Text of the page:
If you do get a circular saw, I would recommend getting the Kreg Accu-Cut and Rip-Cut guides as well. They will help you get more accurate cuts.
Frequently Asked Questions:
Can a circular saw replace a miter saw?
If you aren’t planning to do any detailed trim work or crown moulding, technically, probably. A circular saw can make all the same cuts as a miter saw, but they might be less accurate and more time-consuming, especially if you don’t trust your free-handing skills and want to set up a guide for every cut.
Which is better? A circular saw or a miter saw?
I won’t say either is better than the other. They both have their strengths and weaknesses. Personally, I would recommend a miter saw to anyone just getting started because they are easy to use, less dangerous, and require less setup.
However, a circular saw is a must if you want to cut down large pieces of plywood. Sure, the home improvement store might make a few cuts for you, but don’t count on them making all your cuts for you.
Every store is different, but ours has been cracking down on DIYers trying to get wood cut to specific sizes for their projects. The intention of those saws was to cut wood so that it could fit in your car, not to do half your project for you.
Pro tip: Whether you get a miter saw or a circular saw, upgrade your saw blade. The blades they come with are meant for fast, rough cuts, not necessarily precision. If you get a blade with more teeth, you’ll get cleaner cuts with less splintering.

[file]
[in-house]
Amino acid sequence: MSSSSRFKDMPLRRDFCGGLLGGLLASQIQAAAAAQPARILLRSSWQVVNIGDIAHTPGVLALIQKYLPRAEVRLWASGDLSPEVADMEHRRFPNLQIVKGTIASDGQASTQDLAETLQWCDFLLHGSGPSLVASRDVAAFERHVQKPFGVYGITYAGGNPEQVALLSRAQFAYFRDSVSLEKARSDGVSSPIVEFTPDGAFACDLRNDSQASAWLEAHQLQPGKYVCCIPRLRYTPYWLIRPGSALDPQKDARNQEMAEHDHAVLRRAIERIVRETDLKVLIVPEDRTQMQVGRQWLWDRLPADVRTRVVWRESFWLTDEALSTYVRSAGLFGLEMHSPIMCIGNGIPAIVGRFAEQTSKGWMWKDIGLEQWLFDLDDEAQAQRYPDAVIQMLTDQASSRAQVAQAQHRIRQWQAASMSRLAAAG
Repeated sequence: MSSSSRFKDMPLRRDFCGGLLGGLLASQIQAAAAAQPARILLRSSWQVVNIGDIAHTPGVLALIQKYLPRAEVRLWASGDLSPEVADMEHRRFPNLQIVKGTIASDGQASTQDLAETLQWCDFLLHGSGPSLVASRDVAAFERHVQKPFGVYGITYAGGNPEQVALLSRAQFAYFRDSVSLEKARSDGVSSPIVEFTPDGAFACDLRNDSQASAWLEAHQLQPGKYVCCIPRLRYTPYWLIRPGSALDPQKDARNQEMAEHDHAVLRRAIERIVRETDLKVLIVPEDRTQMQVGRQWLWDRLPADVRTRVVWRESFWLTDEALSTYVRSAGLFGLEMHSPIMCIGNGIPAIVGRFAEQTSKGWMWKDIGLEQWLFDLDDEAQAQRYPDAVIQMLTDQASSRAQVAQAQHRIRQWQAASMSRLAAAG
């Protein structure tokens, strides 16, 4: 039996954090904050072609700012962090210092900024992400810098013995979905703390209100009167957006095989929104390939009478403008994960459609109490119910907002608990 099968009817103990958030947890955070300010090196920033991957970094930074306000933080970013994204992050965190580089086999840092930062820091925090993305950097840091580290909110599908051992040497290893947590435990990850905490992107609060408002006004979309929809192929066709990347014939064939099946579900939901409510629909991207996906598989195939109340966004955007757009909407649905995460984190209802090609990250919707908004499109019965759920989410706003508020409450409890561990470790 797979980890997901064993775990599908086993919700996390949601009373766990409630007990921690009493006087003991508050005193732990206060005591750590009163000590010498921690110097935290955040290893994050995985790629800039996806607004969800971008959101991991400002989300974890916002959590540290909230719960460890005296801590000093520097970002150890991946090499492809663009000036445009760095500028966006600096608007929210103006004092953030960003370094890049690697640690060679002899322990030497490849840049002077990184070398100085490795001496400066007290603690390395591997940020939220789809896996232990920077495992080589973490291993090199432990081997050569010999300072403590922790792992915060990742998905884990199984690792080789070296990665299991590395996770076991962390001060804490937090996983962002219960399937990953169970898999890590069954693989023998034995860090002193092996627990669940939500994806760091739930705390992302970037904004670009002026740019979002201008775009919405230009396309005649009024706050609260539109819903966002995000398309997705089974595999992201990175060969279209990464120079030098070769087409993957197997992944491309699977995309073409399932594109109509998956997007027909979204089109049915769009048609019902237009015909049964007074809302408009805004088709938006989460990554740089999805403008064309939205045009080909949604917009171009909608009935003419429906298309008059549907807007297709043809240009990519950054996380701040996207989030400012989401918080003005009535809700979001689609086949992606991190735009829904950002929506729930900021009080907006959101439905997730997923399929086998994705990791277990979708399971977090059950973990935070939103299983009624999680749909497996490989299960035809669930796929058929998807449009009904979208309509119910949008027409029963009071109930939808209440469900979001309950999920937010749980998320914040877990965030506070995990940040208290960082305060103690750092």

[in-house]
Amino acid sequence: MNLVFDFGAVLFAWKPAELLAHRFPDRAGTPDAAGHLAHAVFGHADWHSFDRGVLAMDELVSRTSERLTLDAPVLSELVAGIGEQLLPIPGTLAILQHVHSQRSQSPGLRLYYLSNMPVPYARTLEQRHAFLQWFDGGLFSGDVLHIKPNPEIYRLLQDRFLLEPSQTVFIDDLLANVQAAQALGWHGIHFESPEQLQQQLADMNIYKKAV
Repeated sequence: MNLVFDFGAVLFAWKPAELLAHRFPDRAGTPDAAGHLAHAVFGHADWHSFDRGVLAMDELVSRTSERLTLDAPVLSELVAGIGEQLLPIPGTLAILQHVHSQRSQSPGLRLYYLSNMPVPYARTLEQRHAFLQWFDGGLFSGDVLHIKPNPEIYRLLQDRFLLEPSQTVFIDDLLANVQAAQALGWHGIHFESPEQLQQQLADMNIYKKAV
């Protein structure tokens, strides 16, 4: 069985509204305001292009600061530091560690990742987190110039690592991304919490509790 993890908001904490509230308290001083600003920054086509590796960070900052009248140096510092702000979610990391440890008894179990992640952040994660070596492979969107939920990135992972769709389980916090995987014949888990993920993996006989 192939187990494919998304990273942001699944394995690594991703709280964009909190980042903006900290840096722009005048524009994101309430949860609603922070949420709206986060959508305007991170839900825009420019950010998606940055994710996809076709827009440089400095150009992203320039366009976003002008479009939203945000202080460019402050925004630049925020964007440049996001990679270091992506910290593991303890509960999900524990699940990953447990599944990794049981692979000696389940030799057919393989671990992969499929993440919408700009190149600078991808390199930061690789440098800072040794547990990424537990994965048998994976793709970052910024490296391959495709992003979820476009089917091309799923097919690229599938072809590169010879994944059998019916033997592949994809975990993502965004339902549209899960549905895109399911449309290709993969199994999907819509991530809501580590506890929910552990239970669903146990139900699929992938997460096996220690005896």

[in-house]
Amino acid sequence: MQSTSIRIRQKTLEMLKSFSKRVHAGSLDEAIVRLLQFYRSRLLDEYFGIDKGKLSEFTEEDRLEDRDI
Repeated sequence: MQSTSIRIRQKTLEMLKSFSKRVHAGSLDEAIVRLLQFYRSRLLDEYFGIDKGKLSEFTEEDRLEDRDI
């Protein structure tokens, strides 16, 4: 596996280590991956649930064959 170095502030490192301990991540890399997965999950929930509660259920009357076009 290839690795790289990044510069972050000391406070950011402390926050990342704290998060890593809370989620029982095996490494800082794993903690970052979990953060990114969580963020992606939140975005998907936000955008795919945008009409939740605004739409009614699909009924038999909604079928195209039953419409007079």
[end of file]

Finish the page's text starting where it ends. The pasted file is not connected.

Are circular saws dangerous?
When using a circular saw, if the wood you’re cutting into isn’t properly supported, the wood can bind and cause kickback which can be dangerous. This is why it’s always important to properly set up your wood before cutting and to stand to the side of your saw instead of directly behind it. Check out our favorite way to support wood when we cut it.
If you used oil-based stain, you’ll wash out your brushes with mineral spirits. Rags with pre-stain or stain on them can spontaneously combust, so it’s important to dispose of them properly.
Is it worth buying a miter saw?
Absolutely! Even if you already have a circular saw and use it to cut down everything, a miter saw is a great tool to have. You get cleaner, more accurate cuts, faster. Who doesn’t want that?
Do I need a miter saw stand?
Technically, no. Yes, they are nice to have, but they aren’t required. We used our miter saw on the floor in the corner of our garage for years. If you choose this option, might just want to get some knee pads.
Both miter saws and circular saws are great tools for DIYers. They both have their strengths and any serious DIYer should have both in their workshop.
Before buying a saw, you’ll want to consider what types of projects you are planning to do.
If you are just getting started, I recommend getting a miter saw to start. Not only are they less intimidating to use, but they are great at making accurate cuts.
However, if you need to cut down large items like doors, countertops, or plywood, a circular saw might be a better option for you.
Figuring out what tools you need to DIY is just the first step. There’s still so much more that goes into creating a beautiful piece of furniture, decor, or accent wall.
If you’re just getting started with DIY, you’ll want to grab our Beginner’s Guide to DIY. It’s the guide created to shorten your DIY learning curve so you can build more impressive things with less frustration.